5. Right-click Table1 and click Save
  6. Set the name to Company Assets
  7. Click its Close button Close

Columns Maintenance in the Datasheet View


Importing a Table and its Columns

Although a column completely depends on a table, both objects are closely related when it comes to their maintenance. In other words, the maintenance performed on one object can directly affect the other. For example, you can import a table from a text file or from another application. A table cannot exist without at least one column.

Selecting a Column

Some operations will require that you select a column but it depends on the operation. In some cases, when any cell under a column has focus (for example if the caret is blinking in a cell of a column), the column is considered to be selected. Otherwise:

  • To select one column, position the mouse on its name until the cursor points down and then click
  • To select columns in a range, click and hold your mouse on one of them, then drag to the left or to the right to cover the other desired column or columns. When all desired columns are highlighted, release the mouse
  • To select a range of columns, click one column that will be at one end, press and hold Shift, then click the column that will be at the other end, and release Shift

Changing the Width of a Column

If you create a table using one of the Table Templates or if you get a table from a Database Template, the columns of the tables are wide enough to show their names. If  you create a table from scratch in the Datasheet View, Microsoft Access assigns it a default width. That width can appear to be too narrow or too wide. For example, when data exceeds the regular width of a column, part of the information would be hidden. If a particular column contains data that you want to display at all times, you can enlarge the column. On the other hand, if a column displays tinny pieces of information, you can narrow the column to let it just fit the data as desired. There are various techniques you can follow to widen or narrow a column.

To change the width of a column:

  • you can position the mouse on the right border of a column header. The mouse pointer would change into a horizontal double arrow crossed by a vertical line:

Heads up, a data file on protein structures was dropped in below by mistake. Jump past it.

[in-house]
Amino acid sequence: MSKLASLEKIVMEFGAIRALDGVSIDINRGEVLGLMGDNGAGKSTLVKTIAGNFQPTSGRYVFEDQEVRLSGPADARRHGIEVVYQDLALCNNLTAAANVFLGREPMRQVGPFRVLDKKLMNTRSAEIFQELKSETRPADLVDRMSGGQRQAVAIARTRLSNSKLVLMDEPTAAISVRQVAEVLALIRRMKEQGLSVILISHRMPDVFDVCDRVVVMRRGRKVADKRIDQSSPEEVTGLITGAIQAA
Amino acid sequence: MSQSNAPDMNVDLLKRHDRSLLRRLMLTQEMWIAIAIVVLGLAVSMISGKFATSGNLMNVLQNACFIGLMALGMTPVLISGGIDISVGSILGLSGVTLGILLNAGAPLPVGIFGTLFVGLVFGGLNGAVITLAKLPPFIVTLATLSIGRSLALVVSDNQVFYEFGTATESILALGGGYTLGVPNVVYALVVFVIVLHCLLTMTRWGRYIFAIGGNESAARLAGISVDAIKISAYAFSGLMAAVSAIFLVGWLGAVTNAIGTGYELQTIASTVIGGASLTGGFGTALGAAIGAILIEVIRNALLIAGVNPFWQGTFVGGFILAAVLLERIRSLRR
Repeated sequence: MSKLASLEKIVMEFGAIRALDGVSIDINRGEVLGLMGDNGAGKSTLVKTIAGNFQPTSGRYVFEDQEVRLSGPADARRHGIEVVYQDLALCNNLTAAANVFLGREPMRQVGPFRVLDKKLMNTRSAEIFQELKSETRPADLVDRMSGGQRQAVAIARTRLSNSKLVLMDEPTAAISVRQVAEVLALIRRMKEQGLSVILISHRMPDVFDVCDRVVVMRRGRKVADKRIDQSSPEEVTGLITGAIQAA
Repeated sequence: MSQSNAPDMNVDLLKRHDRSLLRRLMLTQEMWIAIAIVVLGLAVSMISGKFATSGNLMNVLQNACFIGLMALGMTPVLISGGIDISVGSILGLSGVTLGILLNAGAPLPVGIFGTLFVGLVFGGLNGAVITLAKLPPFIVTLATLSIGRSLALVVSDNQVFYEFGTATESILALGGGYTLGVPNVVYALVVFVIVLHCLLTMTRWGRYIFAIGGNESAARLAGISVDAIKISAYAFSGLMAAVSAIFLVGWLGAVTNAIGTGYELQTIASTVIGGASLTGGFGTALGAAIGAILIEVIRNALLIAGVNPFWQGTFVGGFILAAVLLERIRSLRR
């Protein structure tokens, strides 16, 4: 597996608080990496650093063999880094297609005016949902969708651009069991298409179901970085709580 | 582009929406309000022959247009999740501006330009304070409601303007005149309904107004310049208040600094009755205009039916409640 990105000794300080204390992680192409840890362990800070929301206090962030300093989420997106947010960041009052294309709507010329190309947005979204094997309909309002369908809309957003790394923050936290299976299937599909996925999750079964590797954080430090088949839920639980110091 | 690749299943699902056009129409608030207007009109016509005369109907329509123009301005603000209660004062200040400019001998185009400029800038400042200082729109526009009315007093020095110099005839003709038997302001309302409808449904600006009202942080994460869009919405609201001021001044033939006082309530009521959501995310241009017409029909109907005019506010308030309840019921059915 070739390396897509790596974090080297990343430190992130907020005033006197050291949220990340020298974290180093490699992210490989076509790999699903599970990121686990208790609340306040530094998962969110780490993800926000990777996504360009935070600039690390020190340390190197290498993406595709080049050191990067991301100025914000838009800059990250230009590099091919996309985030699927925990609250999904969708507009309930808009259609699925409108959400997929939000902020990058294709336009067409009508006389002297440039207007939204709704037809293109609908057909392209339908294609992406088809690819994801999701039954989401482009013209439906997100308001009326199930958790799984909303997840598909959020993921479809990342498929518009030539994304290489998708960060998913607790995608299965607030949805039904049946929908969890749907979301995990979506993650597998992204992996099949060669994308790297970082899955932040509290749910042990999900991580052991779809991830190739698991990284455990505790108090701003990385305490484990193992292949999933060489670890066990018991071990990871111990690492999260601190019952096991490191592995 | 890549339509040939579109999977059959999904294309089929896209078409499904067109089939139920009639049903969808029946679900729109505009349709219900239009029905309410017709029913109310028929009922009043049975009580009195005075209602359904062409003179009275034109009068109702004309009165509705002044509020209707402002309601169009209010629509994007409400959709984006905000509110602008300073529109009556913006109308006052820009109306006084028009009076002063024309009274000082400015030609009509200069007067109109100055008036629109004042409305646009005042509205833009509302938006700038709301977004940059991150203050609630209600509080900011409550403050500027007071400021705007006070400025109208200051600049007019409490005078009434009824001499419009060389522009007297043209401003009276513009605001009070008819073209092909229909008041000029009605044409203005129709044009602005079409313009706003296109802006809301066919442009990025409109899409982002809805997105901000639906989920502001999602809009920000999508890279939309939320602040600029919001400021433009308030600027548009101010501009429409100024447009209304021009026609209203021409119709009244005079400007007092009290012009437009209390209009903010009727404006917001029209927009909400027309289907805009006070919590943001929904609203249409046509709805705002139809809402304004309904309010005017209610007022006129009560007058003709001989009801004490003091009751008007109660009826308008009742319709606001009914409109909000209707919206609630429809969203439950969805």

If you double-click, the column would be resized to the widest value of the column, provided the widest value is wider than the column header. If the widest value is narrower than the column header, the column width would be widened enough to display the name of the column.
  • You can click the column's right border and drag in the desired direction, left or right until you get the desired width
  • You can right-click a column's name and click Column Width... This would open the Column Width dialog box where you can type the desired value and click OK
    Column Width

Moving a Column

If you find out that a particular column is misplaced in a table, you can change its position.

To move a column in Datasheet View, first select it, click and hold your mouse on it. Then, start dragging left or right in the desired direction. While your mouse is moving, a thick vertical line will guide you. Once the vertical line is positioned to the desired location, release the mouse:

To move a group of columns, first select them as we reviewed earlier, click and hold the mouse on one of the selected columns, start dragging left or right in the desired direction until the thick vertical guiding line is positioned in the desired location, then release the mouse:

Inserting a Column

Inserting a column consists of adding one between two existing fields. There are various ways you can do this:

  • To insert a column using the ribbon, first click a cell under the column that will succeed it. Then, in the Fields & Columns section of the Datasheet tab, click the Insert button Insert
  • To insert a column from the table, right-click the column that will succeed it and click Insert Column